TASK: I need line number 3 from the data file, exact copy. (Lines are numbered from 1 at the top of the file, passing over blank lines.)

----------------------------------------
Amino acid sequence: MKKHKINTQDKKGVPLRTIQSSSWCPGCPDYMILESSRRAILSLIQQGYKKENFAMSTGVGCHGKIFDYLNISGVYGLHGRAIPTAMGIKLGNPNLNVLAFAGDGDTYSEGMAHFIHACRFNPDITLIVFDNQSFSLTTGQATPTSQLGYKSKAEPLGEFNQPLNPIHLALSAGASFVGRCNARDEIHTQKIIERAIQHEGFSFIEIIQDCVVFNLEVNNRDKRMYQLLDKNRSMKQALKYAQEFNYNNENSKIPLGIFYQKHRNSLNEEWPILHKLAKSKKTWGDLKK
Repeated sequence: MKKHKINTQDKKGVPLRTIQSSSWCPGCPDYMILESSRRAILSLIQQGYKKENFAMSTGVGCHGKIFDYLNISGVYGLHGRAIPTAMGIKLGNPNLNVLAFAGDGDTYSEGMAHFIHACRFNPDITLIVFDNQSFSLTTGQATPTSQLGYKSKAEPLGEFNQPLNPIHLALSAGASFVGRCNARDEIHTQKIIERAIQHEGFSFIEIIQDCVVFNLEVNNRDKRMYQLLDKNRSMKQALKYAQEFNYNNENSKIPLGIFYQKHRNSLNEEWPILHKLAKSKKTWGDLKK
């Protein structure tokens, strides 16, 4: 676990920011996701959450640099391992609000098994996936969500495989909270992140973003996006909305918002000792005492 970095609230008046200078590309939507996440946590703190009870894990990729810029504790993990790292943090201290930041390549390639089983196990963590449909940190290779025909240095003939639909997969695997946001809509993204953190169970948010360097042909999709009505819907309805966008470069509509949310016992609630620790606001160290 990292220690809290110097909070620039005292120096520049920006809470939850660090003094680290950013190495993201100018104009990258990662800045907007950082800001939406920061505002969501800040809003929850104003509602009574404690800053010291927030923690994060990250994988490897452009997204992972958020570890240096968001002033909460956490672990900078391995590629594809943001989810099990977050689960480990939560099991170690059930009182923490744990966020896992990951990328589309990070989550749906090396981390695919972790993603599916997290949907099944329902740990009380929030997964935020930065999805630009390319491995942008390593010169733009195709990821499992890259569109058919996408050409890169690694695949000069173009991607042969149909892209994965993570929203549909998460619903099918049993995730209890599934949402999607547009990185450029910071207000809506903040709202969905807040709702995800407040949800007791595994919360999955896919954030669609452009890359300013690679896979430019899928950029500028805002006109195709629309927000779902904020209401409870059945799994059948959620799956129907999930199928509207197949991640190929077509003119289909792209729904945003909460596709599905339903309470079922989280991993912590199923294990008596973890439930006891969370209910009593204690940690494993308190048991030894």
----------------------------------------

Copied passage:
């Protein structure tokens, strides 16, 4: 676990920011996701959450640099391992609000098994996936969500495989909270992140973003996006909305918002000792005492 970095609230008046200078590309939507996440946590703190009870894990990729810029504790993990790292943090201290930041390549390639089983196990963590449909940190290779025909240095003939639909997969695997946001809509993204953190169970948010360097042909999709009505819907309805966008470069509509949310016992609630620790606001160290 990292220690809290110097909070620039005292120096520049920006809470939850660090003094680290950013190495993201100018104009990258990662800045907007950082800001939406920061505002969501800040809003929850104003509602009574404690800053010291927030923690994060990250994988490897452009997204992972958020570890240096968001002033909460956490672990900078391995590629594809943001989810099990977050689960480990939560099991170690059930009182923490744990966020896992990951990328589309990070989550749906090396981390695919972790993603599916997290949907099944329902740990009380929030997964935020930065999805630009390319491995942008390593010169733009195709990821499992890259569109058919996408050409890169690694695949000069173009991607042969149909892209994965993570929203549909998460619903099918049993995730209890599934949402999607547009990185450029910071207000809506903040709202969905807040709702995800407040949800007791595994919360999955896919954030669609452009890359300013690679896979430019899928950029500028805002006109195709629309927000779902904020209401409870059945799994059948959620799956129907999930199928509207197949991640190929077509003119289909792209729904945003909460596709599905339903309470079922989280991993912590199923294990008596973890439930006891969370209910009593204690940690494993308190048991030894």